What Martin Luther learned from this experience cannot be understated. The message that sinners are justified by faith recaptured the heart of the message of the ancient church, and brought hope and salvation to countless millions who might have languished under a religion of works and condemnation. But a second, also important lesson flowed from Luther’s tower experience. Luther observed that he had made this remarkable discovery of what Paul was really saying in Scripture, not by letting some random spiritual thought well up within him from an immediate revelation of the Holy Spirit. Luther never said “I kind of felt God saying this to me!” But rather, he knew what God was saying as he sought to understand, the coherent meaning of the words before him, using the tools of Bible study based upon the grammar, the context and the history of the text he was reading.
Please don’t miss this point. The way in which the Protestant, Evangelical church came into being was the result of the historical, grammatical method of Bible study.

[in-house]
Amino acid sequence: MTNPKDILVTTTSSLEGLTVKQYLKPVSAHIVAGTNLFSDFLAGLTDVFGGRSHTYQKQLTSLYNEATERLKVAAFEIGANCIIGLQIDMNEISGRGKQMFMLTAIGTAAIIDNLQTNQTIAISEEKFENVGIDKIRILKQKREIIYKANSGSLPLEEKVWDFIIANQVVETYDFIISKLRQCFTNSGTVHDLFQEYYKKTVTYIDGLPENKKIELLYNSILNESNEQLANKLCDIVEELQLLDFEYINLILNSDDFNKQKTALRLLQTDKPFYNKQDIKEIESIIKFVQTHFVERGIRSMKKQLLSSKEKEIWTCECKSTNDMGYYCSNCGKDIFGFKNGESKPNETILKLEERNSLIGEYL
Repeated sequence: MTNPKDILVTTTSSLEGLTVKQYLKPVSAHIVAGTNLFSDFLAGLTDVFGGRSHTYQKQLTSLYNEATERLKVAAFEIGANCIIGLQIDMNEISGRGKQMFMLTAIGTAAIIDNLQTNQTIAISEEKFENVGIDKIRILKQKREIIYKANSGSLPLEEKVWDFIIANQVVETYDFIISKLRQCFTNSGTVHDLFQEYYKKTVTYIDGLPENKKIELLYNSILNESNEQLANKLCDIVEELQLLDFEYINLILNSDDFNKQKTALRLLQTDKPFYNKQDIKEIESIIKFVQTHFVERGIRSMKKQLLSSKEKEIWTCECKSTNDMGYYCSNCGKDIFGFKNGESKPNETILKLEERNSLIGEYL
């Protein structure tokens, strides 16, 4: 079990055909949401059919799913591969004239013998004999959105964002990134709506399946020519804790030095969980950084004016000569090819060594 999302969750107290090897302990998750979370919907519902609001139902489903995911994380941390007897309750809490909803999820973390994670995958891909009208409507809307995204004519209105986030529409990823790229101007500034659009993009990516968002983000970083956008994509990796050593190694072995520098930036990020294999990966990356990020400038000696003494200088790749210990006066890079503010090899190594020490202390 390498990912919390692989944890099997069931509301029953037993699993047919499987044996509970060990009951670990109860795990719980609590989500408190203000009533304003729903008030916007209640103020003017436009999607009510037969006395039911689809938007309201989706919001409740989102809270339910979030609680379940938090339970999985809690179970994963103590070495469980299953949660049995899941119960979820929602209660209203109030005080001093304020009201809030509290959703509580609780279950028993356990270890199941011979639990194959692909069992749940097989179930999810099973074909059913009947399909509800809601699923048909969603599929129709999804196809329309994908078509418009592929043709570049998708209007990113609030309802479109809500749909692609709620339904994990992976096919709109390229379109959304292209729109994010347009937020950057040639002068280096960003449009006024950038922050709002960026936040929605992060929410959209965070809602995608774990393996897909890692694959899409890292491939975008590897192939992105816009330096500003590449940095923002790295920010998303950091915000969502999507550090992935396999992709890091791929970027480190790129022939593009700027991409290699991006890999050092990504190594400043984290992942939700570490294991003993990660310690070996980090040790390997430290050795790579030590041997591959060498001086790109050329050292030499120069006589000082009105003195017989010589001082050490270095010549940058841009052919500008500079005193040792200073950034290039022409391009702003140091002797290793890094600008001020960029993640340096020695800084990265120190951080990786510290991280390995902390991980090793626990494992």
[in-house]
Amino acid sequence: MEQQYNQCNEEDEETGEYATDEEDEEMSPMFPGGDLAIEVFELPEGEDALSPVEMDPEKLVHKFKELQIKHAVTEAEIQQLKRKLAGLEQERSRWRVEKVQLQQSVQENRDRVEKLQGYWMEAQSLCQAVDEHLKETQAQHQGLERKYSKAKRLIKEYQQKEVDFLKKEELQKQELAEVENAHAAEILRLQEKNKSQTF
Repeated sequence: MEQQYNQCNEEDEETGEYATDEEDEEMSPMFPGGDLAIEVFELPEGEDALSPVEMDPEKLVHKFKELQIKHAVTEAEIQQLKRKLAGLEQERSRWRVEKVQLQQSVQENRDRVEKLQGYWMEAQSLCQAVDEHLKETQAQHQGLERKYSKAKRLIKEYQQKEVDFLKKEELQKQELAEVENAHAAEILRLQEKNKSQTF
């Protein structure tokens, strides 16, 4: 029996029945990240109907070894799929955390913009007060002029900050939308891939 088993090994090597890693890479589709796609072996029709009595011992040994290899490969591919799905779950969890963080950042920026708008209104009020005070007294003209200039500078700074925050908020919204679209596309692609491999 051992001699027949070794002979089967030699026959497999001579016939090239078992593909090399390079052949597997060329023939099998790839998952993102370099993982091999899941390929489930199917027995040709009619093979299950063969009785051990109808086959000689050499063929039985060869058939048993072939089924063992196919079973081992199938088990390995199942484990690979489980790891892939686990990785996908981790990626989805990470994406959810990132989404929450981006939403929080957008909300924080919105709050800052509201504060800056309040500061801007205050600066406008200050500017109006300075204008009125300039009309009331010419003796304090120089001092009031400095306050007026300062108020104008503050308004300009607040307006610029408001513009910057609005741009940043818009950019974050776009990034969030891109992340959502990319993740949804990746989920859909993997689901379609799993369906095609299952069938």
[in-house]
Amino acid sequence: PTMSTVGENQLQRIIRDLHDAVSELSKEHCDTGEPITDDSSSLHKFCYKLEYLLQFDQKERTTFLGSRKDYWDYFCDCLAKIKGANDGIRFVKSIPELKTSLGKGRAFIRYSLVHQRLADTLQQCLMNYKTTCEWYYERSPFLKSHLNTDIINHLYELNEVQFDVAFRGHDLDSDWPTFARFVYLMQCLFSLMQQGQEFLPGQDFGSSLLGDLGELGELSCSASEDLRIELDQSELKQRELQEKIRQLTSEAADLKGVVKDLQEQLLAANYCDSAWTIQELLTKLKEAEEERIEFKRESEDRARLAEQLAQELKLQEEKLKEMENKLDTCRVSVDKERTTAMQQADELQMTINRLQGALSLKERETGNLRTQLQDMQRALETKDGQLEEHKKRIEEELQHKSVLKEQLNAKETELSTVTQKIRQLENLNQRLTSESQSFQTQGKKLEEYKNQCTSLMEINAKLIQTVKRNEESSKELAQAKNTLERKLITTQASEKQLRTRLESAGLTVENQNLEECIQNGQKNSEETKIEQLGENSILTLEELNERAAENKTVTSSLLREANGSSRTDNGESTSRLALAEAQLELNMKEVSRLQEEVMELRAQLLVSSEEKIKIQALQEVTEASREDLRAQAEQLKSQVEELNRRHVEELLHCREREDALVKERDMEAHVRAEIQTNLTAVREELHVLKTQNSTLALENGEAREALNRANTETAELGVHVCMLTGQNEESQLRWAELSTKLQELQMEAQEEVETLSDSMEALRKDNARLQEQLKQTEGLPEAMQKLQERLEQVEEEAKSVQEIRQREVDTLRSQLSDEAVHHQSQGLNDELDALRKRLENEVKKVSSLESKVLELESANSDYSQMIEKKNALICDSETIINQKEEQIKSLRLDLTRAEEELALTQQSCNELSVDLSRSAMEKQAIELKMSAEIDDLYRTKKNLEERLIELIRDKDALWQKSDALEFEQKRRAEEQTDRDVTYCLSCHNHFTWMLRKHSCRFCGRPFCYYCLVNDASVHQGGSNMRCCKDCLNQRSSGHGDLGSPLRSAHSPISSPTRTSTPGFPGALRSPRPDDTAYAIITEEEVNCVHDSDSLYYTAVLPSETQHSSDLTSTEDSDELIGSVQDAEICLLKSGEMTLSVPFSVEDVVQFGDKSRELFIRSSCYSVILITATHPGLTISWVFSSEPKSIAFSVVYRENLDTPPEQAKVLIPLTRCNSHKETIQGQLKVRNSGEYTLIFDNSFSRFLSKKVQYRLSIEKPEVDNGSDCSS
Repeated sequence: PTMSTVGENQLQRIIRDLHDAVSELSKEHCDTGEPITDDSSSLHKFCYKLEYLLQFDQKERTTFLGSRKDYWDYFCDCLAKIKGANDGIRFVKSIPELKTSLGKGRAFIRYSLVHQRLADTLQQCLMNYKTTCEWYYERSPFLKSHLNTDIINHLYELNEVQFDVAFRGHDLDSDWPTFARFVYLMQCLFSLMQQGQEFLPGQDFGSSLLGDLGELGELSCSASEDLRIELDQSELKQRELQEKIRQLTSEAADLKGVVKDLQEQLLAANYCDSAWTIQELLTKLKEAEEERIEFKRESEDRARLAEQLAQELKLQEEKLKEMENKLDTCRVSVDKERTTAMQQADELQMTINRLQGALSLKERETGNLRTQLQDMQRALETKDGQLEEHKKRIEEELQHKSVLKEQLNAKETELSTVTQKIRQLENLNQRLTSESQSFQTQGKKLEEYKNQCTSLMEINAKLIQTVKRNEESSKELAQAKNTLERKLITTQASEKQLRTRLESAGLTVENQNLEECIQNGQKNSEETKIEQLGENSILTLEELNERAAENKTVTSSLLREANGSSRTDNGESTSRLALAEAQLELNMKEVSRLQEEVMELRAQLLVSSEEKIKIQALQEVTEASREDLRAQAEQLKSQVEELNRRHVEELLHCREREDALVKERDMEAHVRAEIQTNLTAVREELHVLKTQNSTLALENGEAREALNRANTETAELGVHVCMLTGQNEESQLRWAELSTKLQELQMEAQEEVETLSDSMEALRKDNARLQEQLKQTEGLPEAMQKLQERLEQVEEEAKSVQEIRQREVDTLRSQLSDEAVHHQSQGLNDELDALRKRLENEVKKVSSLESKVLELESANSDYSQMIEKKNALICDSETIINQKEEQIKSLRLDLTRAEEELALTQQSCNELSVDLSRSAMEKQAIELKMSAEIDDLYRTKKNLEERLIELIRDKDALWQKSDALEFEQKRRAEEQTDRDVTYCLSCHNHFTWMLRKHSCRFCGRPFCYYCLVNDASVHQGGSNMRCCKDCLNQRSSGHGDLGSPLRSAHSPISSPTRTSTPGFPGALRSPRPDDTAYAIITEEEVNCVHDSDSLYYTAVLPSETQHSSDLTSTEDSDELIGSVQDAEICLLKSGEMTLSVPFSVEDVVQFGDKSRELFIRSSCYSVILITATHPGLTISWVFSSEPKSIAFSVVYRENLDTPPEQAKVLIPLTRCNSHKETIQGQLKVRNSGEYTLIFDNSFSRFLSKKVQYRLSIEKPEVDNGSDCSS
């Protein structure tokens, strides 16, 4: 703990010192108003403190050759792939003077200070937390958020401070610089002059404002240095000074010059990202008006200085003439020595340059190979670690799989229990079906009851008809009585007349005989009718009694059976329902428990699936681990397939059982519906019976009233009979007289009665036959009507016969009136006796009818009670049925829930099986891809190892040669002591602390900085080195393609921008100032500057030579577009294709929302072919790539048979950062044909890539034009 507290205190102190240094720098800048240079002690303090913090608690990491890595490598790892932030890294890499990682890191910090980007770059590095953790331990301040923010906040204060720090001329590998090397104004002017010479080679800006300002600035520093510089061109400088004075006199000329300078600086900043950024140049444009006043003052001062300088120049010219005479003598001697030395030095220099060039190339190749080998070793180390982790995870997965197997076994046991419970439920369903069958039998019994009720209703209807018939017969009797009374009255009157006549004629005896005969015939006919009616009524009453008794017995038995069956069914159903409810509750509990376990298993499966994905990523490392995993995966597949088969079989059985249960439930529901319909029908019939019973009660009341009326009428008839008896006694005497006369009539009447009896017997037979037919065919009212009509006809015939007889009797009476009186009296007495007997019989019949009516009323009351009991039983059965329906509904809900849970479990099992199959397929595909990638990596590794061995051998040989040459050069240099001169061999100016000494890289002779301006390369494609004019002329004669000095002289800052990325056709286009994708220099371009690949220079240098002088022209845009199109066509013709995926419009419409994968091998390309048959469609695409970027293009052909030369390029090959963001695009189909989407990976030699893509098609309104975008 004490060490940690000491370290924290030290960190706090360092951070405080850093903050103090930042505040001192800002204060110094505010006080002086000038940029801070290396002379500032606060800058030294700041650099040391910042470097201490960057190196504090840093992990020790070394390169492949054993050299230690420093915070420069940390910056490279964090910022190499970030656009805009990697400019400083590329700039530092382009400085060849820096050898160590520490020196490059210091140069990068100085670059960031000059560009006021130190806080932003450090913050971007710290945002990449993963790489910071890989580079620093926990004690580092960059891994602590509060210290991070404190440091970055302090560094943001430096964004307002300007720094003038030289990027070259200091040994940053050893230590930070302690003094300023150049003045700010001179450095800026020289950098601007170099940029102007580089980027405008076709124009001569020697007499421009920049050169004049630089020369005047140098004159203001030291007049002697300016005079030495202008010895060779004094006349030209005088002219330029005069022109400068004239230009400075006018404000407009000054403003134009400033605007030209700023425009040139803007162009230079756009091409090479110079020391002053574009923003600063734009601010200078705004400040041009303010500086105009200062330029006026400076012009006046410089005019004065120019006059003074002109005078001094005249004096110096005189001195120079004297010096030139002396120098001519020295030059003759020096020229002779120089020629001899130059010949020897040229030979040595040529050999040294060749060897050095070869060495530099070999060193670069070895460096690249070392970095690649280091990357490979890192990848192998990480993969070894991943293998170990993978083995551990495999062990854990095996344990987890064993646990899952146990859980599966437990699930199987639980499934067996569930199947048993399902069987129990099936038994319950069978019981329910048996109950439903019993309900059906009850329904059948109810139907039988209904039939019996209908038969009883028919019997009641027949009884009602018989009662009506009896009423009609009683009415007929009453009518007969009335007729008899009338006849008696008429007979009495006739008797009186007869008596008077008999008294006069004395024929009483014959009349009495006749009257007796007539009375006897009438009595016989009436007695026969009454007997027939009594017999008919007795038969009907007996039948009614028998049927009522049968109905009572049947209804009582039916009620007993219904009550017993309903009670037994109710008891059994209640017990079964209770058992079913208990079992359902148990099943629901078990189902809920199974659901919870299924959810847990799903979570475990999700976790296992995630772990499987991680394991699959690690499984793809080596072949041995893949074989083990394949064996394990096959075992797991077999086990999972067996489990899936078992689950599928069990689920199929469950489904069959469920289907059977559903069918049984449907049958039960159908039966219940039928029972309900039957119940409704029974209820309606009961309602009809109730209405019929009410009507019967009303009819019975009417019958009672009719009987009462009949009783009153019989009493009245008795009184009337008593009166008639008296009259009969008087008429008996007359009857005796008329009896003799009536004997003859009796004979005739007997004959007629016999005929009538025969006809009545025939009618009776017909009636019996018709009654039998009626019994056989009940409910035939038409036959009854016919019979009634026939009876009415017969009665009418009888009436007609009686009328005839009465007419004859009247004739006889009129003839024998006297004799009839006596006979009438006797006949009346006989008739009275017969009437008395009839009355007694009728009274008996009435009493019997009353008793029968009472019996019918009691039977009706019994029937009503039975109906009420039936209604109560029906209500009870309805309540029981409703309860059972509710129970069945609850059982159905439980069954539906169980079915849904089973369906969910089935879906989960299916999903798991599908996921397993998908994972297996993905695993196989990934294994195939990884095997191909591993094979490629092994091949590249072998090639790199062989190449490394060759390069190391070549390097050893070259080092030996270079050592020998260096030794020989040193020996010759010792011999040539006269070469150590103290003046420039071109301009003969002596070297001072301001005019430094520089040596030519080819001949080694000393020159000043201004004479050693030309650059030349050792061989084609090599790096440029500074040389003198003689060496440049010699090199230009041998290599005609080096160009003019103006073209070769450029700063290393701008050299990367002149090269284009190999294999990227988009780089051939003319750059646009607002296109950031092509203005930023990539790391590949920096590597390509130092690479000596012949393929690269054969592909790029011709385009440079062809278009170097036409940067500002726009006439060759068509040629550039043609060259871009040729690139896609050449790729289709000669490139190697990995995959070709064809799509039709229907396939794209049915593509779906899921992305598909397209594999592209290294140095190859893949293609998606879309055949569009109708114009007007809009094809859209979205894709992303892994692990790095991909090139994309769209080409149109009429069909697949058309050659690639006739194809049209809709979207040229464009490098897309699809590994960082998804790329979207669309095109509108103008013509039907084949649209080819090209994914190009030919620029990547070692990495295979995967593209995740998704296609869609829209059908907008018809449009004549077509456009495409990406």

And that brings us back to John Tetzel and the selling of indulgences. At first Luther thought that if the church only heard what Tetzel was up to, Tetzel would be in real trouble. Only later did he find that the selling of indulgences and the enormous money it brought in was paying for the papal palace in Rome.
And so we come back to that fateful moment in October 31, 1517 where one monk armed with nothing more than the Bible took on the structure of what had become an unbiblical church.